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(Washington, DC) – President Barack Obama’s proposal to end the government’s bulk collection of phone records in the United States could be a significant step forward, but important questions remain unanswered, Human Rights Watch said today. President Obama announced the proposal on March 27, 2014, issuing a statement and a fact sheet, though media reports revealed preliminary details earlier in the week.

Under the plan, which would require Congress to enact legislative changes, the government would no longer collect the phone records of potentially millions of people in the US and store them in bulk under Section 215 of the USA PATRIOT Act. The proposal does not address the bulk collection of other types of business records under Section 215, however, or the collection taking place under Section 702 of the amendments to the Foreign Intelligence Surveillance Act. It also does not address bulk collection that may be taking place under Executive Order 12333, a much more secretive provision that authorizes vast surveillance powers overseas.

“If the massive bulk collection of US call records, authorized in secret and operated for years, finally comes to an end, it will be a major step forward,” said Laura Pitter, senior national security researcher at Human Rights Watch. “But until the president addresses some key questions about this proposal, it will be difficult to gauge its effectiveness. Ultimately, the reforms will remain incomplete unless the collection of other kinds of records and other issues are addressed.”

Rather than collecting and storing the phone metadata in bulk, under the Obama proposal the data would stay with the phone companies for no longer than firms currently retain it. The government could only seek to obtain call record information about specific numbers with the approval of a judge of the Foreign Intelligence Surveillance Court (FISC).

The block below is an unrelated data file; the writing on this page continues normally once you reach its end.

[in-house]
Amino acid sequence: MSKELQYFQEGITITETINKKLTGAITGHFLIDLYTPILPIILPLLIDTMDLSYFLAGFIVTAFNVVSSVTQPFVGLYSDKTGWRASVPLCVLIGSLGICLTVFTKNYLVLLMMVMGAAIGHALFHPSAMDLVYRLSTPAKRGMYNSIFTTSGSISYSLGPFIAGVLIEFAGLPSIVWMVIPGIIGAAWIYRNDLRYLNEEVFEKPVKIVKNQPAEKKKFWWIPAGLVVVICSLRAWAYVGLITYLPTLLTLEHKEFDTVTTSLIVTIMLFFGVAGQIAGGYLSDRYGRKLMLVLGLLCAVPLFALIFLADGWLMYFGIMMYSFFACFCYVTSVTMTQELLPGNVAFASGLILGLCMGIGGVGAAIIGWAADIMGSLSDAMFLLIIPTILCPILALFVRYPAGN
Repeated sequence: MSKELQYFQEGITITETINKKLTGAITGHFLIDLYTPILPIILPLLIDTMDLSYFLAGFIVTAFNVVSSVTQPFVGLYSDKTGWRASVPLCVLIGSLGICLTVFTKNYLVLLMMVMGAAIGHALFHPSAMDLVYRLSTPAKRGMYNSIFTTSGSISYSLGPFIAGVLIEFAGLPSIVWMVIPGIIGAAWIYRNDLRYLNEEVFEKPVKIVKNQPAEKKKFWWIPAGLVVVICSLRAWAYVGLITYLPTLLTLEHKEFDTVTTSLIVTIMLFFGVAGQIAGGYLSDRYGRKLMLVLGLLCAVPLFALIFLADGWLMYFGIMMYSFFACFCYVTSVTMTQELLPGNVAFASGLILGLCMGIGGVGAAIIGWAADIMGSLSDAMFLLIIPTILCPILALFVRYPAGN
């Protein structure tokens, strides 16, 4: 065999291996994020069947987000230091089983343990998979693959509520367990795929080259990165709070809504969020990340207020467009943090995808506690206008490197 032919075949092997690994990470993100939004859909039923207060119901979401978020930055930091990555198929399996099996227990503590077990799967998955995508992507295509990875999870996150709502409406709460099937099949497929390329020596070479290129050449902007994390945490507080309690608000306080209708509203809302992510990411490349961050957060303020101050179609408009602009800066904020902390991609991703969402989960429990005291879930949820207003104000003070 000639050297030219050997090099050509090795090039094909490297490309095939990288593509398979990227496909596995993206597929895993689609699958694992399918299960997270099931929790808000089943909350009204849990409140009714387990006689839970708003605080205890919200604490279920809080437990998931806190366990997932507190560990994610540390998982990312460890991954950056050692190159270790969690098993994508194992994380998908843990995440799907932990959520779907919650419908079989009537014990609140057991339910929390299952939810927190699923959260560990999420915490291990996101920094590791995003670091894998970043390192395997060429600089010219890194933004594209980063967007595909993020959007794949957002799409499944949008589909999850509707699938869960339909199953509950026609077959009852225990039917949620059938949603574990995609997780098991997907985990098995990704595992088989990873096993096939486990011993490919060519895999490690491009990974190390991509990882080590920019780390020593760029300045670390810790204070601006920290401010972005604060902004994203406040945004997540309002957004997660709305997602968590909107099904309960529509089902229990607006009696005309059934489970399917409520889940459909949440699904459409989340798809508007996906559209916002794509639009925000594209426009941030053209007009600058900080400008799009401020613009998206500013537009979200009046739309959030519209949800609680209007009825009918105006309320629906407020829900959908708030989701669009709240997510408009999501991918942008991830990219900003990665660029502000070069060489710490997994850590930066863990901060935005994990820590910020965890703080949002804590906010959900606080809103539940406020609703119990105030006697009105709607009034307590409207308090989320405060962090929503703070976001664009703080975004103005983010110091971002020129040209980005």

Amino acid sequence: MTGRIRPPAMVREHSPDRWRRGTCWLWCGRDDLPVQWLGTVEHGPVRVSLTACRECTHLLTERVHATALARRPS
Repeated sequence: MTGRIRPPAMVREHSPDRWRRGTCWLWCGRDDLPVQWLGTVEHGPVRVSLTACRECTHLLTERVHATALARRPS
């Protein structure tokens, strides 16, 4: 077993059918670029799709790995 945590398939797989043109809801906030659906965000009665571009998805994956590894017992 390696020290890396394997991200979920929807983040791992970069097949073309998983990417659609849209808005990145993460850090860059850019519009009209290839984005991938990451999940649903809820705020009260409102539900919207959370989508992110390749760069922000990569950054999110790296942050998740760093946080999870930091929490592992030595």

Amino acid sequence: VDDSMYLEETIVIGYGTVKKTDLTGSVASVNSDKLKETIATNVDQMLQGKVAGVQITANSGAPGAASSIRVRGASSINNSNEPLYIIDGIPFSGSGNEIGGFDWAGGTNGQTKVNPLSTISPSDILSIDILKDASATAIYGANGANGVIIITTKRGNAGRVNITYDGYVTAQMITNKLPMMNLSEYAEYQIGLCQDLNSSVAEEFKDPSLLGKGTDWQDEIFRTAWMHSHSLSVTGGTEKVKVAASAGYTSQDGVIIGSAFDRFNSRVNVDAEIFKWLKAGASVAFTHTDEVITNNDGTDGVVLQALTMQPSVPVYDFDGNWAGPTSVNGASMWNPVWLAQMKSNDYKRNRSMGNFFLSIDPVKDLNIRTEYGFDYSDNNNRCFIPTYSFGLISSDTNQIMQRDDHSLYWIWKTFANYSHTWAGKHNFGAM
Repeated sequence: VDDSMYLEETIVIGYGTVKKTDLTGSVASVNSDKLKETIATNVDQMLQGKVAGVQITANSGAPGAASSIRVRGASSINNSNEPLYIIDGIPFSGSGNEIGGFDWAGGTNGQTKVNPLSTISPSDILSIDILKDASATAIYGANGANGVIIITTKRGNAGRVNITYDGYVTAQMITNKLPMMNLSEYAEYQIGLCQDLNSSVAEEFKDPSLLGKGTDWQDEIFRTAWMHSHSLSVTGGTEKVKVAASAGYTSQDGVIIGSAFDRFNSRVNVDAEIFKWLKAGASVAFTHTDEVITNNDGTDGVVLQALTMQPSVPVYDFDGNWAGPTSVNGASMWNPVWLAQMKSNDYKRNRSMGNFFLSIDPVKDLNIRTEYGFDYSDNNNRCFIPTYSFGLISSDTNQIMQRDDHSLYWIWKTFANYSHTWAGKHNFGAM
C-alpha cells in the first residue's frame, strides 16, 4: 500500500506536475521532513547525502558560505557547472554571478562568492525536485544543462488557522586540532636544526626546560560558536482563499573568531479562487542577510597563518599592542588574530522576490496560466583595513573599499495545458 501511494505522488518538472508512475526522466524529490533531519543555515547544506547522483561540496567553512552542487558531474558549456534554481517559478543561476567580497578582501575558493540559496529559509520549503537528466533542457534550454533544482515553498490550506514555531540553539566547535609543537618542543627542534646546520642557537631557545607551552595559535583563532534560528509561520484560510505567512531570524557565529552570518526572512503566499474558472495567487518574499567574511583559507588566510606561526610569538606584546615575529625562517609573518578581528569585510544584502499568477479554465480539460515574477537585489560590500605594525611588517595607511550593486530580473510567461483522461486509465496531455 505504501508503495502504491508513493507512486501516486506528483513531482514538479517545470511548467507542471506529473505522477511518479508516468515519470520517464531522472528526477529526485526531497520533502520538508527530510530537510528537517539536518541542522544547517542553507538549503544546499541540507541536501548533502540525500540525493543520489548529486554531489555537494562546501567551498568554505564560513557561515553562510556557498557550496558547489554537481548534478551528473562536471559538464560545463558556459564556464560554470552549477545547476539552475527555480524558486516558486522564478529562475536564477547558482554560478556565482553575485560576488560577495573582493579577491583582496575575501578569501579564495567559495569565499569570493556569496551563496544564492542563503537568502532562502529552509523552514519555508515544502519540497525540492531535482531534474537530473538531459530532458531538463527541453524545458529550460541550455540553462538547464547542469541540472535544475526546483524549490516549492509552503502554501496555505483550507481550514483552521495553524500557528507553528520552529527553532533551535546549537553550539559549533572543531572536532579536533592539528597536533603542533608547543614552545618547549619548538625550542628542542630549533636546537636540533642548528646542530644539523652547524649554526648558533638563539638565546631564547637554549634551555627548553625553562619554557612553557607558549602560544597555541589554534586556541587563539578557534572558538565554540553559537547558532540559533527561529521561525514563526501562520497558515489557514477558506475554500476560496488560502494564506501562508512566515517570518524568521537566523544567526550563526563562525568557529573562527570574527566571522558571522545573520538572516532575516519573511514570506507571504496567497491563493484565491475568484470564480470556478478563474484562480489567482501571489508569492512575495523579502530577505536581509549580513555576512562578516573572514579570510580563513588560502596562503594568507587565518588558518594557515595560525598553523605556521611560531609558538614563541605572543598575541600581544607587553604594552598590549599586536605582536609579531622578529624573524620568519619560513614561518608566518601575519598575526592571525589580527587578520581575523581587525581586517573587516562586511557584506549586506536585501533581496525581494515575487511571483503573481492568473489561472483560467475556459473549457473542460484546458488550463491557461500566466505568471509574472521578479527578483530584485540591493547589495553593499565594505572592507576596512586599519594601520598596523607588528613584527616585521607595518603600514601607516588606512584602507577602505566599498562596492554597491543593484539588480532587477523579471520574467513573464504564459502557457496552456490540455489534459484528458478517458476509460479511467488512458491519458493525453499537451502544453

The government would only be permitted to obtain call record “two hops” out from a specific number – that is the numbers linked to the original number and numbers linked to the second group of numbers, rather than the three hops that had been permitted earlier. That proposal would solidify in law a policy change that Obama announced in January.

The president should further explain a number of aspects of this or future proposals that might have a major impact on its value and effectiveness, Human Rights Watch said. They include:

Clarify the minimum legal standard that will apply to obtain an order from the FISC: The proposal merely states that the government would be able to obtain the records as long as a judge agrees “based on national security concerns,” though statements to the media indicate that the “baseline” standard would be reasonable articulable suspicion of a phone number’s connection to terrorism or espionage, which is already a fairly loose standard.
  • Explain if or how any future proposals will addresses bulk collection of other business records. The proposal as outlined in the fact sheet only mentions telephone metadata collection. But current law allows the government to collect other types of records in bulk, including financial, medical, and Internet records.  Nothing in the proposal addresses concerns about the collection of these other types of records.
  • Make clear what will happen to records once collected. Even under a plan that allows for the collection of records only two hops out rather than three, this would still mean that the US would be allowed to obtain the records of millions of people. The Obama proposal does not make clear how long those records may be retained and used to obtain information, and how they will be stored.
  • Some bills already put forward by lawmakers offer greater protections, Human Rights Watch said. The USA Freedom Act introduced by Rep. Jim Sensenbrenner, for example, would protect not only phone records under section 215 of the Patriot Act, but also other records subject to collection under the statute.

The president could take additional steps to limit the surveillance programs, even in the absence of legislative action, Human Rights Watch said. One possible step would be to decline to seek a 90-day reauthorization of the existing program.

“It’s good that the president  recognizes the need for legislative reform, but that shouldn’t hold him back from immediately taking steps within his authority to curb mass surveillance,” Pitter said.

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